International Women’s Day: 4 Simple Steps to Supporting Women’s Careers During Covid-19

By Mark Probert

International Women’s Day 2021 is shining a light on how COVID19 is having a disproportionately negative impact on women. But what can employers do to help women achieve their career aspirations?

Original post featured in Inspiring Workplaces

Covid-19 has changed all aspects of our lives, especially the way we work. International Women’s Day is shining a light on how the pandemic is having a disproportionately negative impact on women. But what can employers do to help women achieve their career aspirations and maintain their performance levels? I hope this post will provide helpful guidance. 

After a year of the pandemic, I think we are all familiar with the issues of working from home whilst also home schooling or providing care for a loved one. One survey by Deloitte found that the number of women who say they are responsible for 75% or more of caregiving responsibilities (e.g. childcare or care of other family members) has nearly tripled to 48% during the pandemic compared to their caring  responsibilities prior to COVID-19. This has unsurprisingly impacted women’s career progression during the past year. In another survey conducted by LinkedIn and The Female Lead, almost half (41%) of women stated that they had considered leaving the workforce, either permanently or temporarily. The main reasons cited were stress (57%), too much responsibility at home and work (33%), and lack of childcare (14%).

And it’s not just career progression that has gone backwards. There has also been a concerning financial impact. The report, COVID-19 and gender equality: Countering the regressive effects, by McKinsey Global Institute, estimates that female job loss rates due to COVID-19 are about 1.8 times higher than male job loss rates globally.

In my view it would be a disaster if businesses didn’t do everything in their power to support women through this crisis. I believe that the organisations who do, will not only emerge stronger from the pandemic but stretch away from those who don’t.

So, on this very special International Women’s Day, I wanted to share four ways you can make sure you are supporting women’s career progression during Covid-19.

Make sure you understand and adjust to the context behind performance

The institute for fiscal studies tells us that women are more frequently interrupted during paid work. The research found that mothers combine paid work with other activities (almost always childcare) in 47% of their work hours, compared with 30% of fathers’ work hours.

This leads to measurable impacts on productivity and performance. So, I recommend that you identify the work: life context for each employee and agree on how work can be adjusted to fit that context. This will significantly reduce the stress associated with trying to sustain pre-pandemic working patterns. If you notice dips in performance, reach out to see if more support is needed, if working hours need to be adjusted, or other arrangement’s need to be made.

Be flexible about how you support learning and development so women can stay on track to achieving their career goals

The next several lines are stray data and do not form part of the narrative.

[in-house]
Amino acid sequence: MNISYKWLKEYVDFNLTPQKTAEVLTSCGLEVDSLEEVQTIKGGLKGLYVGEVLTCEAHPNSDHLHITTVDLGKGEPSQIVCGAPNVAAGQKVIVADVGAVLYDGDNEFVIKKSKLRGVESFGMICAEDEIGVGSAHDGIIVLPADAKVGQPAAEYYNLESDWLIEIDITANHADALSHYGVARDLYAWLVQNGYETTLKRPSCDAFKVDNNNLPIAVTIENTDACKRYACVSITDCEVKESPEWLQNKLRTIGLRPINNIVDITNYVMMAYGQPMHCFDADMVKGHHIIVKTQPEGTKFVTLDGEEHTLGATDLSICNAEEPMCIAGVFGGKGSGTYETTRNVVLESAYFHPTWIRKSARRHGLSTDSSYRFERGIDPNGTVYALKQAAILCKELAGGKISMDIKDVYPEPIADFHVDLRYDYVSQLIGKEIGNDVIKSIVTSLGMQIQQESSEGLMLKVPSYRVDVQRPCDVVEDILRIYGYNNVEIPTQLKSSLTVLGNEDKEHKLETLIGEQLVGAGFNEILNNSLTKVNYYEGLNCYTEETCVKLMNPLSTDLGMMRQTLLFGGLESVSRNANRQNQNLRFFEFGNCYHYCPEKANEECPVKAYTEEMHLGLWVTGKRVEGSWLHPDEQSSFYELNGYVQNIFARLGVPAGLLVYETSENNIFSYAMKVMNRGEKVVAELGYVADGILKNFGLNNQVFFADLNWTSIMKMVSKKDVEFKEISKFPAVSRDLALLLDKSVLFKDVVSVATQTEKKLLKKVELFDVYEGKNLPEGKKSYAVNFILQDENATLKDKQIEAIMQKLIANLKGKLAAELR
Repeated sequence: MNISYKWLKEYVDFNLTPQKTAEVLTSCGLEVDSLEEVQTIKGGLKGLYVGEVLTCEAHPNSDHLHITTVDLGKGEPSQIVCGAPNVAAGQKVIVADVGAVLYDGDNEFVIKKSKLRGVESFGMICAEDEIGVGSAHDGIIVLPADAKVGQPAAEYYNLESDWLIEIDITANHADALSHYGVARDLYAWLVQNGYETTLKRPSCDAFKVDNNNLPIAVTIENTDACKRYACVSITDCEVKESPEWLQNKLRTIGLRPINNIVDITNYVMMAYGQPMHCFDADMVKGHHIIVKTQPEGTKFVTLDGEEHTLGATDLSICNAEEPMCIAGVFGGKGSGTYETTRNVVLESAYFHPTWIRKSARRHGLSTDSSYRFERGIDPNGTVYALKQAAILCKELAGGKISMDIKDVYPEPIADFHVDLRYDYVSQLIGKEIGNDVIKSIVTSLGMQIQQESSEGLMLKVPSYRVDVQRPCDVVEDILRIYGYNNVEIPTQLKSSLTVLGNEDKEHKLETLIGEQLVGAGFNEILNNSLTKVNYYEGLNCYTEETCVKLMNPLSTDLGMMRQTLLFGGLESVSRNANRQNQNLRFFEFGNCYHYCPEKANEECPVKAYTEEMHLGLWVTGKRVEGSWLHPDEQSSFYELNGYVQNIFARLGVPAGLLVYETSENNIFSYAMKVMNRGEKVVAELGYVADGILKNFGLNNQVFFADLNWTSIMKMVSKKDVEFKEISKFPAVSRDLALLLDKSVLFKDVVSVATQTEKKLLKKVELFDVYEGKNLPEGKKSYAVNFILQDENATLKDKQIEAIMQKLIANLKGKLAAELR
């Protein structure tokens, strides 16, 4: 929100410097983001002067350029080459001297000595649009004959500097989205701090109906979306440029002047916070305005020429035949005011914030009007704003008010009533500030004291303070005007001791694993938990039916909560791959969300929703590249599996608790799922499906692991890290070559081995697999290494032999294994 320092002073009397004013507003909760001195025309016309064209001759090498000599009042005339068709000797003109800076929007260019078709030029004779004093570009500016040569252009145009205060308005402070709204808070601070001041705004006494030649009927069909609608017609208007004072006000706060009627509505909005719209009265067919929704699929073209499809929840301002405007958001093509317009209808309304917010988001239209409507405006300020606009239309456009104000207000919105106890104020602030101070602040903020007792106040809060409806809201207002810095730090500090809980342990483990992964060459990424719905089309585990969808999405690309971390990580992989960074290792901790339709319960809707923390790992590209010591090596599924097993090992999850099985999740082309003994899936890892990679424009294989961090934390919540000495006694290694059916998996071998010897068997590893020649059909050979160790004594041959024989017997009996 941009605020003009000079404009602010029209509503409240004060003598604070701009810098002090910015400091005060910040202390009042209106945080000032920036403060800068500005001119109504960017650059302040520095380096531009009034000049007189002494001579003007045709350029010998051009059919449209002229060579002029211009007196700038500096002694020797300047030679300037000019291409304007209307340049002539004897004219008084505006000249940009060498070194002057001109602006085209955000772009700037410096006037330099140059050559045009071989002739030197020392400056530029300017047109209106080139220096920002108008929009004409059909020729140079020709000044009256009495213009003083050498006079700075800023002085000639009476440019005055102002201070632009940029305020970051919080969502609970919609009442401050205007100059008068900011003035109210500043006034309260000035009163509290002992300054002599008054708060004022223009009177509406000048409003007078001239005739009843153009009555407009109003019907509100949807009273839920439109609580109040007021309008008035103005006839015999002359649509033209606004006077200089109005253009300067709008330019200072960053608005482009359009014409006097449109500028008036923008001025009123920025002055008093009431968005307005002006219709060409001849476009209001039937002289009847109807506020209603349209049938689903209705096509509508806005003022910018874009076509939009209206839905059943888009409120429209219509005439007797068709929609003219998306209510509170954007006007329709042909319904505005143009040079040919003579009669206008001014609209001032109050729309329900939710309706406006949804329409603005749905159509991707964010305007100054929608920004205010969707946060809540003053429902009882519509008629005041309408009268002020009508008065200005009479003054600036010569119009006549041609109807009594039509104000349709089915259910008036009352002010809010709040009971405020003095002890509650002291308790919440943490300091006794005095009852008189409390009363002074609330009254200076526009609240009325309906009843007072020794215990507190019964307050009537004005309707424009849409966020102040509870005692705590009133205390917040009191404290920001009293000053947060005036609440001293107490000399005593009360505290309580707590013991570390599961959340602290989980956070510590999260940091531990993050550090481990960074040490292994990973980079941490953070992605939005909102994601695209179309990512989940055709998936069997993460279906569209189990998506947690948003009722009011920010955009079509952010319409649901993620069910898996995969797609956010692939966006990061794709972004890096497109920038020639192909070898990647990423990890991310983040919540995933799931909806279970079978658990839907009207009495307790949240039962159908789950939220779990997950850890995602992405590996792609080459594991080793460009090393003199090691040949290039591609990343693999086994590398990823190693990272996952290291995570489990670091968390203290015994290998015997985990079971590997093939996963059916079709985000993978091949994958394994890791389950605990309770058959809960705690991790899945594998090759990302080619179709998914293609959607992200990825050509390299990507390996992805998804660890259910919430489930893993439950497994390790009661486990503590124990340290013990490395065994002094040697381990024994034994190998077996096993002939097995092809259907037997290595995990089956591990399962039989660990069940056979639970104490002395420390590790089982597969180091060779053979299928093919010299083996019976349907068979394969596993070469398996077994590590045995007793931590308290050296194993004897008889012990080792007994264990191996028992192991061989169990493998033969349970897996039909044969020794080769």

The pandemic makes life stressful enough without women feeling that their career is also taking a back seat. So, I think it makes sense to ensure that training is available that enables women to stay on track with their career goals. It’s also important women are given access to training at times that suit and so they can complete training in their own time.

Have regular 1 on 1 check-ins that act like short coaching sessions

A couple of years ago we commissioned some research to understand what people want from their personal development process. The number one desire was to have regular check-ins with the line manager so that people understand how they are performing. That approach is more important now than ever before. It’s essential to keep performance management human.

So, I think line managers should have 121 sessions on a regular basis. These can make sure your people are getting the support they need and that you understand the context of their circumstances and how these have changed since the last 121. I also believe that these should also act as short coaching sessions that enable people to feel like they are continuously improving.

The study I mentioned above showed that people saw the main benefits of frequent 121s as: they can develop more quickly as they know where to focus; they feel more in control of their own development; they feel the company cares about their development and, they feel that the contribution they make is important to the company. All of the above will have a very positive impact on the challenges facing women and on their mental wellbeing.

Keep it flexible and proactive, even when life goes back to normal

I think the recommendations above are positive steps to ensuring the gender gap doesn’t widen during the pandemic. I also believe they can make a big difference as our lives begin to get back to normal. It’s essential that we take the learnings of the past year and continue to support women’s careers in a proactive way.

I hope these thoughts are helpful but would be delighted to hear any recommendations you may have.

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